>This is not to say that it is poor writing, though no musicality would I
>associate with it.
Echoing Keston's post on shifting definitions of 'musicality'. Melody -
Rhythm and Noise for this customer.
>Yet show no capacity to endure. What is important to ask sooner or later is
>what makes a poem or poet's work endure?
Why priveledge that which deploys the endurable? Is the ephemeral not worth
its salt? Aren't we into another tedious version of 'high' cultural and
'low' cultural values? Language is not an immutable block of stone, not
even chips off that old block. It is social and conversational and mutable
and dispersive. It might be worth discussing here viewpoints on whether
communication can be considered as fixative or dispersal of linguistic
>If say a poet writes finely crafted work,
That's the old block speaking.
>But what the "real poet" must seek is what of his/her work endures? How can
>we tell? We can tell from the poetry of the past because we see that it
>still is being studied and read.
So, er - produce more of the same, imitate the old 'masters'? There's a
log-jam in Malagasy society caused by ancestor veneration, means - since
when one dies one becomes wise - only upstarts try to do anything different
from those ways that their ancestors practiced.
Please, echoing Ric's call for focus on the stated arena for discussion here:
>"for practitioners of current poetry and
>poetics, with emphasis on recent postmodern and innovative poetries".
>Listen to the worlds we live in, the social texts we inhibit or deny by
>our writings. What do such values of denial tell us about our work(s) as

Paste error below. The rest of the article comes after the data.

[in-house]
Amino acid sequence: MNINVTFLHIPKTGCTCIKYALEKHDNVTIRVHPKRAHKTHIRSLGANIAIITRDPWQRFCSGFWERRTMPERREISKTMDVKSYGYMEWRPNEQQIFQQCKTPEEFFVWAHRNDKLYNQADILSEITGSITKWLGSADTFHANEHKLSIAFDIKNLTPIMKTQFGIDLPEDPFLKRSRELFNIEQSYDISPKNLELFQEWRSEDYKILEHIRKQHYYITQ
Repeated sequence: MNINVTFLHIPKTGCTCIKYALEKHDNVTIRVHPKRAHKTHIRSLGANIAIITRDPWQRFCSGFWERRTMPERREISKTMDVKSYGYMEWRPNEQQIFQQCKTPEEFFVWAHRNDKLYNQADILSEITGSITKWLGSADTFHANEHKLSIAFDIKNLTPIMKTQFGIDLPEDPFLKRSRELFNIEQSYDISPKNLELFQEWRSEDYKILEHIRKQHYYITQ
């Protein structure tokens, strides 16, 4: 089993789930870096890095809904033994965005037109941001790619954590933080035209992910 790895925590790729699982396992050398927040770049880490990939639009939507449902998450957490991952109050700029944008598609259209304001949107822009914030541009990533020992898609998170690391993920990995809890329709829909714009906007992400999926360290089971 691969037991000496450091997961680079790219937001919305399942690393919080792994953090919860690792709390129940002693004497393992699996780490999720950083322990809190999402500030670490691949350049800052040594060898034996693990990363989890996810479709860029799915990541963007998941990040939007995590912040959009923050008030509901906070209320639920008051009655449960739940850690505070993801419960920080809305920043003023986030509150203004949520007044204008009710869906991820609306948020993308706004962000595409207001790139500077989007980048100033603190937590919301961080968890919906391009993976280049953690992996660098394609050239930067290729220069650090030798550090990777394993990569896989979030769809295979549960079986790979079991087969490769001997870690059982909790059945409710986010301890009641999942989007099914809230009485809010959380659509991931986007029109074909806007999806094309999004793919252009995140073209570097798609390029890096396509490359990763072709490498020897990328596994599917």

>writers today? How does language move in our lives?
Does 'constructive' writing not 'belong' in clubs, pubs, cafes,
marketplaces? Does our 'musicality' not converse with an extraordinary
weave of rhythms (social, tidal, work, leisure, mediatized, mechanized, and
so on) of which we have barely a grasp. Is that not something to be
love and love
ps. The Quashkai, nomadic people, take carpets into the desert with them.
The designs on the carpets represent their gardens, which they cannot take
along. They roll out the carpet and dance. The carpets are woven by the
women. While they weave they talk. A young person starts at the perimeter
of the carpet and gradually 'makes their way in'. All of the paterns result
from the key 'groundnote' at the carpet's 'centre'. When one gets older, or
whatever, one arrives at the place in the weaving process (this is
ludicrously hierachical, but something resonates still) at which one can
change the 'feel' of the entire pattern, change the look of the rug. The
pattern is continually changing, varying. Function is socially dispersive.